It used to be that reserve lists were the dominion of wine drinkers with deep pockets. However, as the craft beer culture continues to explode, an increasing number of restaurants are expanding the beer offerings with an eye to high end products.

Restaurants like Churchkey/Birch and Barley, Brasserie Beck, and Café Belga offer beers from home and abroad in a variety of styles that are a bit beyond the normal ticket. But the great thing about a beer reserve list, is that for most of us it is still something we can consider without totally breaking the bank. While wine bottles in some restaurants run beyond hundreds of dollars, most of the specialty beers will cost between twenty and sixty dollars, with a few notables topping out at about a hundred dollars.

It is no surprise that Churchkey/Birch and Barely boasts the most extensive reserve list in the city. Greg Engert shared with me that when he is considering a beer for the list he asks himself is this a beer that is “unique, delicious and ready to be consumed right away” or is this a beer with those same qualities that can be aged in house for spectacular quaffing at a later date? Of course there are many factors that go into selecting a beer that has been aged or will be aged on the premises (and we will have more details on cellaring for you soon).  Some of the standouts for aging that you will see on Engert’s reserve list include American barleywines, English strong ales, foreign export stouts, quadrupels, gueuzes and unblended lambics.

So who is drinking these fine beers?

It used to be that only the most devoted geeks would open their hearts and wallets for a pricey brew but now more people are expanding their palate on reserve lists. Engert notes wine enthusiasts, foodies and even just burgeoning craft beer enthusiasts are turning to beer reserve lists to complement a meal or for a new experience.


Engert offered this explanation:

Wine drinkers are particularly enamored with tasting beers that have been treated like fine wine (and often share a similarly high price tag). That said, the most expensive beers we offer are far cheaper than a similarly precious bottle of vino. Unlike wine, beers do not need aging to taste great. Many age-worthy wines are not palatable when young. Beers do not become palatable, but rather transform into something new. Often, a beer will be delicious young and aged, just in different ways.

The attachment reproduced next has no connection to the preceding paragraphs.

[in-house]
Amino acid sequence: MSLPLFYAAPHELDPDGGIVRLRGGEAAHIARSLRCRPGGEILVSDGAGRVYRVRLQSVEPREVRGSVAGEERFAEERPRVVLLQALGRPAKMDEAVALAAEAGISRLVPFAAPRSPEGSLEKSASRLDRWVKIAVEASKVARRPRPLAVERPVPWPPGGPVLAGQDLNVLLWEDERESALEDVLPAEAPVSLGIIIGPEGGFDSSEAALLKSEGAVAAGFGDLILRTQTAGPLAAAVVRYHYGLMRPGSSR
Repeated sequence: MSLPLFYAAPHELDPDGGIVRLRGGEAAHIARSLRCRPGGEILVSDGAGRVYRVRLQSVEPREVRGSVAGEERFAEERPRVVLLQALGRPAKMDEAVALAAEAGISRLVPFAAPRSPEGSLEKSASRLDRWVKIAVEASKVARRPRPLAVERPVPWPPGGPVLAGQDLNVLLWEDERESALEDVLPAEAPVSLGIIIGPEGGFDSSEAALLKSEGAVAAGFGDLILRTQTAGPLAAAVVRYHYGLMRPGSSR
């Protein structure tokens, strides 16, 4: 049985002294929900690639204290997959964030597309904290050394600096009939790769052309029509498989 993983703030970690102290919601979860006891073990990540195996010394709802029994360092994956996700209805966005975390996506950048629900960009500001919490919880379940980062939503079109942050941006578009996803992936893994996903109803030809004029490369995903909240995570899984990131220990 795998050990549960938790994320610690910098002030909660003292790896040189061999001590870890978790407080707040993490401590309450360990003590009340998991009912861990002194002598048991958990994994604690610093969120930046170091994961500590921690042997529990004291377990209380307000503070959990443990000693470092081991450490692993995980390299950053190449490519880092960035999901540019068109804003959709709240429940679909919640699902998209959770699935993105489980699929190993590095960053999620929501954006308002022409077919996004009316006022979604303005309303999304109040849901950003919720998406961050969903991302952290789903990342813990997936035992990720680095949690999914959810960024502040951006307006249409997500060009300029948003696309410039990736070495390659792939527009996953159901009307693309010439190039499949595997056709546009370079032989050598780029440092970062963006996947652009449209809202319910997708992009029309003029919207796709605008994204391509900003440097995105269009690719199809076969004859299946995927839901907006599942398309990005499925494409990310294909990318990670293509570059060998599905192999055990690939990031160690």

Reserve lists offer much more than just the stigma that comes from ordering from the “fancy menu.” Beers spanning the spectrum from Drie Fonteinen Schaarbeekse Kriek to Brewdog Tokyo (2010) to Schafly Reserve Imperial Stout (2008) to BFM Abbaye de Saint Bon-Chien and including selections from many favorites like Stone, Allagash, Avery and more make the reserve list at Churchkey/Birch and Barley and the many other great beer bars around DC certainly something to check out and add to your beer repertoire.

Of course, these great bottles are sometimes not on a specially titled list. Other favorites like Big Hunt, Pizzeria Paradiso, Granville Moore’s and others mix their specialty, high-end selections with the regular menu or only offer them at certain times depending on availability. That is why it is always best to be out and about talking to the fantastic bar staffs around the city about the great beer they serve.